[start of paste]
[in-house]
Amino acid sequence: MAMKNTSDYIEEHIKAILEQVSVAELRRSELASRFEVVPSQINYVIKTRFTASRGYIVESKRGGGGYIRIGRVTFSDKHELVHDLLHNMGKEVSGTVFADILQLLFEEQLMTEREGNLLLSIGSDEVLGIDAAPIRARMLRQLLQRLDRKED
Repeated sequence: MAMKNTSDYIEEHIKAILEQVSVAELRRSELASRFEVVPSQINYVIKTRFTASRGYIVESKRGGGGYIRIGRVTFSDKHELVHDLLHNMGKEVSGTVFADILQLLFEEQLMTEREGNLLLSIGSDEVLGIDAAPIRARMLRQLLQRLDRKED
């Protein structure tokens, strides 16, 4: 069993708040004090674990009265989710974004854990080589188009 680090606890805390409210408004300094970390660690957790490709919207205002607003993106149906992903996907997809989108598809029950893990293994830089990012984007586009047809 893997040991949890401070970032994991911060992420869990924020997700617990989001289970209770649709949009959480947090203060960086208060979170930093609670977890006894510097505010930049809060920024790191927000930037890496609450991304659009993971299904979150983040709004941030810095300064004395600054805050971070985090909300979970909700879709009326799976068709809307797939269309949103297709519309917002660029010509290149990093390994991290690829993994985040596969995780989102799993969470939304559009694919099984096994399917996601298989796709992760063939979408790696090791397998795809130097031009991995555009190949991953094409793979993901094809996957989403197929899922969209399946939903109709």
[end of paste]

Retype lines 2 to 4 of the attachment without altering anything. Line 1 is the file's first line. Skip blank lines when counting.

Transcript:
Amino acid sequence: MAMKNTSDYIEEHIKAILEQVSVAELRRSELASRFEVVPSQINYVIKTRFTASRGYIVESKRGGGGYIRIGRVTFSDKHELVHDLLHNMGKEVSGTVFADILQLLFEEQLMTEREGNLLLSIGSDEVLGIDAAPIRARMLRQLLQRLDRKED
Repeated sequence: MAMKNTSDYIEEHIKAILEQVSVAELRRSELASRFEVVPSQINYVIKTRFTASRGYIVESKRGGGGYIRIGRVTFSDKHELVHDLLHNMGKEVSGTVFADILQLLFEEQLMTEREGNLLLSIGSDEVLGIDAAPIRARMLRQLLQRLDRKED
């Protein structure tokens, strides 16, 4: 069993708040004090674990009265989710974004854990080589188009 680090606890805390409210408004300094970390660690957790490709919207205002607003993106149906992903996907997809989108598809029950893990293994830089990012984007586009047809 893997040991949890401070970032994991911060992420869990924020997700617990989001289970209770649709949009959480947090203060960086208060979170930093609670977890006894510097505010930049809060920024790191927000930037890496609450991304659009993971299904979150983040709004941030810095300064004395600054805050971070985090909300979970909700879709009326799976068709809307797939269309949103297709519309917002660029010509290149990093390994991290690829993994985040596969995780989102799993969470939304559009694919099984096994399917996601298989796709992760063939979408790696090791397998795809130097031009991995555009190949991953094409793979993901094809996957989403197929899922969209399946939903109709």